"Freddie Jones is called upon to play one of the heavies in the film and he does it wonderfully well. He gives us a character who does horrible things and yet remains human. Because he does this remarkably well, we don't hate him; instead, we hate his acts. They represent the dark, confused and distorted underbelly of human nature and because he does such despicable things and yet retains his human facility, we see the point more clearly, that it is not the human that is wrong, but human nature." Before I can finish the last sentence, Freddie bellows a sound half way between a gasp and a roar. I wince at the prospect of his furious offence.
"Perfect," he exclaims, "he got it absolutely right. I was trying so hard to convey the contradiction of the character. Remember when he throws Merrick in the cage with the monkeys and throws out all of his stuff? I was sobbing in that scene and yet it never made it to the screen. Instead, I had the terrible review from Time Magazine that said I had hammed it as a villain. This guy got it right."
"I've always acted larger than life and I've always loved actors like Jack Nicholson who revolt against the naturalism trend. Ralph Richardson once described this as 'the performance had the boredom of reality' to it." "Fellini always said to me, 'pleeese Freddie, I'm paying you all of this money; can you give me jest a leetle bit less'. Freddie slips out of his mock Italian accent: "The truth is that I just love invention and imagining things."
My confidence riding from Freddie's positive bellow, I touch upon the sensitive subject of his fantastic critical success in the stage version of "The Dresser." A success that did not transport him to the Broadway or film version of the play. Although his co-star Tom Courtney was cast, a certain Mr. Finney was cast opposite instead. Freddie is adamant: he never anticipated being cast in the film version in spite of his enormously successful stage performance. Freddie has always known how things work and what works on Broadway and in Hollywood is a big name star.
"I remember when 'The Dresser' played the Queen's Theatre everyone came to see it, Gielgud, Alec Guinness and everyone was complimentary. When the Broadway casting was announced, Gielgud wrote me to say 'I do hope not taking the role was by choice and not circumstance. They did ask me but I told them I could never possibly follow your performance.' He was very kind but the truth of the matter was that I didn't go because I didn't have a green card, it was as a simple as that."
Freddie Jones has always been the choice for playing the vague, the obsessed, or the just plain loony. So, what is the 1969 winner of the Monte Carlo Golden Nymph Award for Best Actor doing in Charlbury? Freddie's road to Charlbury is a well-travelled one. Despite his Welsh-sounding name, he was actually born Stoke on Trent, in 1927. He originally worked as a lab technician who indulged in amateur theatre on the side. But all this changed (after the obligatory paying-of-dues in repertory theatre and later the RSC), with his TV break role in "The Caesars," a Granada series, in which he drew instant attention, as the decadent Emperor Claudius.
Freddie Jones and his wife Jennifer Heslewood lived in Surrey prior to moving to Charlbury where his three sons promptly forced his family out of their tiny cottage to seek larger accommodation.
"We lived in a romantic little cottage in Surrey which we sold but it took us two years to find another place. In the meantime, Andre Previn, who also lived in Surrey invited us to stay." And Charlbury, was it an area he was familiar with?
"No, we looked everywhere, but I had a friend who informed me of a part Elizabethan, part 18th century listed building that had come on the market in Charlbury called the Crinan House. A naval surgeon who had married a Wren previously owned it. The house had been empty over a year before we moved in and there was quite a bit of renovation needed. This was before the big housing boom, the M40 bypass had yet to be completed, and we actually paid less for the house than we did our cottage in Surrey."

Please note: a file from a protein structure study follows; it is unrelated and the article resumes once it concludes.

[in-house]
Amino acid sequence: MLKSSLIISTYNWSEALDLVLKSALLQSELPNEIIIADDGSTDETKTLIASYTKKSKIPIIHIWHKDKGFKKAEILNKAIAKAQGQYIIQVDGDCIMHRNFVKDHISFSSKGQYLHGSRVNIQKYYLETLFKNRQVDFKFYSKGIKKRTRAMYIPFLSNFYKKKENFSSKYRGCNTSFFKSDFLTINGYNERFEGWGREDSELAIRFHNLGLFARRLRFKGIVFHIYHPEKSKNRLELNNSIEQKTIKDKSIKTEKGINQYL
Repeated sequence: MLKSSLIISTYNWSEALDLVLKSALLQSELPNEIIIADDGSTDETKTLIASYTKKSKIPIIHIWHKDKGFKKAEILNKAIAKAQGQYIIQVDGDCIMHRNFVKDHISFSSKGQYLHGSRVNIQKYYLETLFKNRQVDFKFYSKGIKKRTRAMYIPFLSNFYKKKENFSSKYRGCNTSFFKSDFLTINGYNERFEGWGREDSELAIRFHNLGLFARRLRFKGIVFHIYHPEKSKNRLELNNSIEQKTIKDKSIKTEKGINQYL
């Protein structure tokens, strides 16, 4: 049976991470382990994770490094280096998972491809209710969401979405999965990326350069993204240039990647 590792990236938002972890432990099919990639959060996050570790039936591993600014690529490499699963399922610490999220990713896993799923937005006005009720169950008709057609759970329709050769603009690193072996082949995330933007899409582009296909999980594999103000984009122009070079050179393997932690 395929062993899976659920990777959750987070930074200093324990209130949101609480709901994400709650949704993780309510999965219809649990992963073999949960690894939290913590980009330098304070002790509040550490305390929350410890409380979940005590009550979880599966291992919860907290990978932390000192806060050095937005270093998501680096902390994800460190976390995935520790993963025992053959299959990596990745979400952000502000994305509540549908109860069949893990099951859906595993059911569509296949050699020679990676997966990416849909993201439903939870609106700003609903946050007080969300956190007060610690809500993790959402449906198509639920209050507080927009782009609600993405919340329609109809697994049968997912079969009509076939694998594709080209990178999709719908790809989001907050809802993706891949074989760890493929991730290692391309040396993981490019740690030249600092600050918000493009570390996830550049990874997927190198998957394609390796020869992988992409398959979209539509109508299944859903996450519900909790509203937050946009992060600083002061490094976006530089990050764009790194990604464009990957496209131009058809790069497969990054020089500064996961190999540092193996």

Having resided in Charlbury for the past 25 years interrupted only by overseas film shoots and brief residences in London during play runs, Freddie qualifies as that precious Charlbury commodity: a local or as he puts it 'the oldest newcomer'. When asked about the most significant change he's witnessed in the community over the past 25 years, the topic shifts to shops and pubs.
"Sadly, the number of shops and pubs that have closed over the years. There's used to be six pubs in Charlbury and the shops never seem to last. I'm infinitely sad to see a dusty shop with an upturned chair, deserted and dirty. I guess I get sad because of the tragic similarity between a closed shop and a play that closes. All that optimism, hard work and faith winds up like the post piled up by the door. That's what I find depressing: in a world lacking in enthusiasm our hopes wind up replaced by death, dirt and dust."
Is there a kind of shop he would like to see open in Charlbury?
"A hardware shop filled with screws or tacks or lightbulbs. Hardware shops are fascinating because they're multifarious and then you have the local chap who answers every request with 'we're expecting them in on Tuesday'. Tuesday is the limbo of the week, it serves no purpose. Every joke that requires a day of the week, it's always Tuesday: it's the apology of the week." The image of a local shopkeeper who insists on every order being next Tuesday can only lead to asking Freddie about his recent cameo in the hit comedy sketch series, "The League of Gentlemen," where small town England is lambasted for its parochial distinctions between 'local shops for local people' and the never far from the surface hostility towards newcomers.
"Yes, it's true here like it's true anywhere. The newcomer at school is always a fish out of water. It's a universal phenomenon: every group requires a victim. We've seen a reduction in the ratio of locals to newcomers and Charlbury has become increasingly middle over the years. But we've gained the addition of enriching dynamic people in the community as a result, even if they are Johnny-Come-Lately, which I am after all." After 25 years?!? So how long does it take to become accepted as a local in Charlbury?
"Around 67 years. I've been here 25 so I have another 42 years to go, which I'm greatly looking forward to."
And with that parting ambition for the future, Claudius, King Lear, Professor Richter, the alcoholic in Marat/Sade, Reverend Finlayson and Thufit Hawat slid off their stool and strolled out the entrance of The Bull onto Sheep Street and the cool autumn sunlight of an ordinary Charlbury afternoon.
Igor Goldkind